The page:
The screen is a large 6.39-inch AMOLED full HD+ HDR panel, replete with rich colours and deep blacks. The viewing angles are excellent, as is outdoor legibility, however I found the auto-brightness aggressively dimmed the display to illegible levels. The K20 Pro is fitted with an in-display fingerprint sensor, which is fast and accurate. There’s also face unlock, but it’s slower than the scanner, and it doesn’t work in the dark either.

In terms of the ports, you get a USB Type-C port along with a 3.5mm headphone jack, and dual nano-SIM slots. There’s no microSD card slot for expansion though.

Cameras

The Redmi K20 Pro is fitted with triple cameras at the rear – a 48MP Sony IMX586 sensor with f/1.75 aperture, an 8MP telephoto lens with 2x optical zoom and a 13MP 124.8-degree ultra wide-angle lens. You get both laser autofocus and PDAF, as well as dual LED flash. Videos can be recorded in up to 4K at 60fps, and 960fps slo-mo recording is also present. Unfortunately, OIS is missing, so you’ll have to make do with EIS. The pop-up selfie camera is a 20MP unit with f/2.2 aperture. By default, the primary camera makes use of pixel binning to take 12MP photos. While you can shoot in full 48MP resolution, there’s not enough difference in quality to warrant this.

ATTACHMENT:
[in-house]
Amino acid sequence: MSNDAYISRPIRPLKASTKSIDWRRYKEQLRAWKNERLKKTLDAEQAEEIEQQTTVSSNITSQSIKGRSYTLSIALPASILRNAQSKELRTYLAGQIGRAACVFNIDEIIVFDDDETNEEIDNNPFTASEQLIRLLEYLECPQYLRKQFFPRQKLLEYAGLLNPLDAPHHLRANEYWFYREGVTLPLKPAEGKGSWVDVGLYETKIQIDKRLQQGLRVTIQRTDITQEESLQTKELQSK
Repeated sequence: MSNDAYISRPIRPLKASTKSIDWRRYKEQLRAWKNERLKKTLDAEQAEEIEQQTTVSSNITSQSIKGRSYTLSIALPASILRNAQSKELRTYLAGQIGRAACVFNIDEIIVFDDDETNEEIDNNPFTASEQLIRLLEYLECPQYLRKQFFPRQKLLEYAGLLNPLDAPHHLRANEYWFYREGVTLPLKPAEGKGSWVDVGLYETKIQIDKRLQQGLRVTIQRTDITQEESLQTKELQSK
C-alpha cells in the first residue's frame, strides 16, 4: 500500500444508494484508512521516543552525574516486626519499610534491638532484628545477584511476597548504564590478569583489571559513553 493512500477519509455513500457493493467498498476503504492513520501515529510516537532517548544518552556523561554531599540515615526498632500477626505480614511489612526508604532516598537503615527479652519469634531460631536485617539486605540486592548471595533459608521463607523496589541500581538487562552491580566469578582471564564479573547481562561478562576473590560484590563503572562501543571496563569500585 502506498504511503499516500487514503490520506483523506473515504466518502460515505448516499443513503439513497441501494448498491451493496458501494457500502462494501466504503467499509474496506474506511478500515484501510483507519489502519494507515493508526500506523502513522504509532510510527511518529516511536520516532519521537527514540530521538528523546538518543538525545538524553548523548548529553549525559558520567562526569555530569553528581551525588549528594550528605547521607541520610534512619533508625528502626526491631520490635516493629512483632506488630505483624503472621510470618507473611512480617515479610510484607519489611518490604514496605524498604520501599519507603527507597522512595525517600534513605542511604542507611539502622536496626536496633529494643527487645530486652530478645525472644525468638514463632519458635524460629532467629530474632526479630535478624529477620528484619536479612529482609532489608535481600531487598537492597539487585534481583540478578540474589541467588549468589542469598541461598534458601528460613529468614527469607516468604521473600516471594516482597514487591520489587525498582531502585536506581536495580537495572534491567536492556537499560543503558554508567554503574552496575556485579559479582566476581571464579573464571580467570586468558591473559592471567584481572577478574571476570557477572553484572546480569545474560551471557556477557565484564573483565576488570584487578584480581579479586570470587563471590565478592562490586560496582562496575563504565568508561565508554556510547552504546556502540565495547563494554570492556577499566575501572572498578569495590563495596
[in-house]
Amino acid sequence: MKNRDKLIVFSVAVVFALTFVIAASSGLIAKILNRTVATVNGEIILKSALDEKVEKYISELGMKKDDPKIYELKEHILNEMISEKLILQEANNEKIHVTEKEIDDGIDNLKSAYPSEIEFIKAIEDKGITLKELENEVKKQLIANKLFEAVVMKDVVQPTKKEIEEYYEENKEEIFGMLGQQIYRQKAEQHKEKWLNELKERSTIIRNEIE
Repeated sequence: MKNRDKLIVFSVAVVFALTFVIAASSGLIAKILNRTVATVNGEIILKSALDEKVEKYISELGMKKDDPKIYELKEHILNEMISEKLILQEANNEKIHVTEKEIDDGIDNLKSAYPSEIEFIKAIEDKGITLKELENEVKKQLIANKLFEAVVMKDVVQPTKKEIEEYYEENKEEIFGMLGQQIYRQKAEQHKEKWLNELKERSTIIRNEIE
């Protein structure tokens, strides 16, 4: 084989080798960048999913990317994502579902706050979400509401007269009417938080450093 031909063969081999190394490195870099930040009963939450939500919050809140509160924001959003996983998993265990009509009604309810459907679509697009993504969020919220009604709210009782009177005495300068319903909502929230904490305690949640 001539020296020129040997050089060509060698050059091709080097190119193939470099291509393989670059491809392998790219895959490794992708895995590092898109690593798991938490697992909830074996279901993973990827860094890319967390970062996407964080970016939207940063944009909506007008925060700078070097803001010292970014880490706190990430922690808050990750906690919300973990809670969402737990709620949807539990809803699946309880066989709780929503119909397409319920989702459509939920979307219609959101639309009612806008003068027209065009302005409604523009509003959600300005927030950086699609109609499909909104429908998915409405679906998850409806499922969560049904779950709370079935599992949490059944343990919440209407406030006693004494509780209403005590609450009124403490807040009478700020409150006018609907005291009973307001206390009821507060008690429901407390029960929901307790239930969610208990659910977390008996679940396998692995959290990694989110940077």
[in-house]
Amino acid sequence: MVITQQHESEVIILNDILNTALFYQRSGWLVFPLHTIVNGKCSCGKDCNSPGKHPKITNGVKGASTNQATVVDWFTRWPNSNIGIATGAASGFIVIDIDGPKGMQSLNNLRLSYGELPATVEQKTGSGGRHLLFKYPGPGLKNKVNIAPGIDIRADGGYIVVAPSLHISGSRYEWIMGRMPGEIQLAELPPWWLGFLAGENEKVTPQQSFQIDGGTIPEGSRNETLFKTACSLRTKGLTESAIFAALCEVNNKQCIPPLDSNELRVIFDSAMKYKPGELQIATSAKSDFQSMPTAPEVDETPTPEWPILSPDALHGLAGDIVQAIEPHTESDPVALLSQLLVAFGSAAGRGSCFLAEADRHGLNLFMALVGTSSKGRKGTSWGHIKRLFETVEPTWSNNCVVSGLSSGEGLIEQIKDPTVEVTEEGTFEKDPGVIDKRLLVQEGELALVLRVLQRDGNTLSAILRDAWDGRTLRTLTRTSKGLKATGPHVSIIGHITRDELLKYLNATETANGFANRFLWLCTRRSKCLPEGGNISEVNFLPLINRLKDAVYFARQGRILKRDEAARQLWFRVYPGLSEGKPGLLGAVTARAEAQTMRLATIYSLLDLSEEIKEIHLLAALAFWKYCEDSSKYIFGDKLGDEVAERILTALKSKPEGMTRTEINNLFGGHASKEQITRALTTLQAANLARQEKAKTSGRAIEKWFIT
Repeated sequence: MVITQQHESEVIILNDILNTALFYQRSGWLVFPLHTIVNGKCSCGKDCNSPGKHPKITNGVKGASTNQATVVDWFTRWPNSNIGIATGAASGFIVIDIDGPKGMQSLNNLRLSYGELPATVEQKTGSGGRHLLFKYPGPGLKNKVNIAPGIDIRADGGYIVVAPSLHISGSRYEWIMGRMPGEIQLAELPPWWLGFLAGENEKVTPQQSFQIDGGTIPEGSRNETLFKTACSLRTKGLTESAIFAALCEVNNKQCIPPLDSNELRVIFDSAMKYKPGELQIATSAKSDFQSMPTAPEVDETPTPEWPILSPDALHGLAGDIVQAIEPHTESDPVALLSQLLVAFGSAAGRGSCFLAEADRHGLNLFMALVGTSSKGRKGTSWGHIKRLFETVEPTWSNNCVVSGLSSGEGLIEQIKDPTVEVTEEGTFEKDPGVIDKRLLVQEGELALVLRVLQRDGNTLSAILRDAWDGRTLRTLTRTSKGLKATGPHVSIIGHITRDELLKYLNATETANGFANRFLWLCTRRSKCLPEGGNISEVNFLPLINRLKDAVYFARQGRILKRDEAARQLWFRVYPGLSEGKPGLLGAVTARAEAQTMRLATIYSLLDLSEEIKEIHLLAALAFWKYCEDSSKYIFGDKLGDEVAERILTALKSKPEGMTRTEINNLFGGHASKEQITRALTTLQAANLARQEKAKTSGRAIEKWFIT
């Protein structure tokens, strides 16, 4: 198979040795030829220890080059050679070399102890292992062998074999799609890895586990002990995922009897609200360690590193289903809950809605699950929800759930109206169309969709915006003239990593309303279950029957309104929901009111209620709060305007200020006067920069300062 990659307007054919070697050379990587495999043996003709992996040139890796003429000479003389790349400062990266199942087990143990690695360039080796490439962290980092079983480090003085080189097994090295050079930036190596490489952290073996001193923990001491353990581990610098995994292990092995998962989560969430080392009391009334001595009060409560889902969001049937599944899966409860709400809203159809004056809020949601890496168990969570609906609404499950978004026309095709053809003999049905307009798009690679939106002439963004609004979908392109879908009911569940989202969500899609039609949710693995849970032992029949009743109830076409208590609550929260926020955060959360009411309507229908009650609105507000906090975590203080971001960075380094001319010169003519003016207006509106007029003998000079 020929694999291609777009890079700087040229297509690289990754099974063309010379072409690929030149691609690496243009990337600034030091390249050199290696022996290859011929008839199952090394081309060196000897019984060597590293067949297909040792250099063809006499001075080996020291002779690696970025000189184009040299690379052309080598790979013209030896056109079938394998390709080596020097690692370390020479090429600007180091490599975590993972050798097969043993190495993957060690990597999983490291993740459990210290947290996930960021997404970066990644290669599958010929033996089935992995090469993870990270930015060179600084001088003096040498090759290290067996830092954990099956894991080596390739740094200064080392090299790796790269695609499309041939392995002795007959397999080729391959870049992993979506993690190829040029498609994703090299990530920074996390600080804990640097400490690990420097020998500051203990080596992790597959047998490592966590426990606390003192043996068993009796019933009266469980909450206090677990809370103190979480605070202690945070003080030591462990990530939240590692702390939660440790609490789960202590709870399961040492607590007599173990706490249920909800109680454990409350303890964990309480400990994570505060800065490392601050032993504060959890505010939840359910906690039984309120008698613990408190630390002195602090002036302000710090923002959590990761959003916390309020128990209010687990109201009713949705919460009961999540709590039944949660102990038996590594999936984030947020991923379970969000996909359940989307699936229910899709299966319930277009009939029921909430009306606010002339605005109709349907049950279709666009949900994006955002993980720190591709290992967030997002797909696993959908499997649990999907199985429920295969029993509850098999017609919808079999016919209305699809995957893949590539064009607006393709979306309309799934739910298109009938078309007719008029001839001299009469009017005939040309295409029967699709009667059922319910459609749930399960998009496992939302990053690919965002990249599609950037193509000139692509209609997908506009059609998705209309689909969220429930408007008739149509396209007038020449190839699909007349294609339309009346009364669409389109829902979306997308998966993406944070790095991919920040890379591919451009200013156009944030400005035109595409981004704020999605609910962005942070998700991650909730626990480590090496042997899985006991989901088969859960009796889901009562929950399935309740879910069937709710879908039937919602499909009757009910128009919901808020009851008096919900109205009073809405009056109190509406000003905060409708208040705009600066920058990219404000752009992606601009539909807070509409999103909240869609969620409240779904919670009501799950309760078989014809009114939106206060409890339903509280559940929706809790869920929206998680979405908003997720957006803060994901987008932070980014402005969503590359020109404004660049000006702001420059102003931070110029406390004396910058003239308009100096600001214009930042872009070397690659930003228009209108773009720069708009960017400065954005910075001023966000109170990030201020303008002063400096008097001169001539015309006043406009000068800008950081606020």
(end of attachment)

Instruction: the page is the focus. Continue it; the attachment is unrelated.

The K20 Pro has a very capable set of cameras that manage to deliver in most shooting conditions. Images taken in daylight are rich and detailed, although the saturation is too high for my liking, and reds tend to get blown out. The portrait mode is quite good at edge detection, and the background is not over-blurred so the effect doesn’t seem fake. The wide-angle camera tends to create a fish-eye effect, which is something the OnePlus 7 Pro’s cameras don’t suffer from. While the optical zoom is useful, it tends to over-soften images.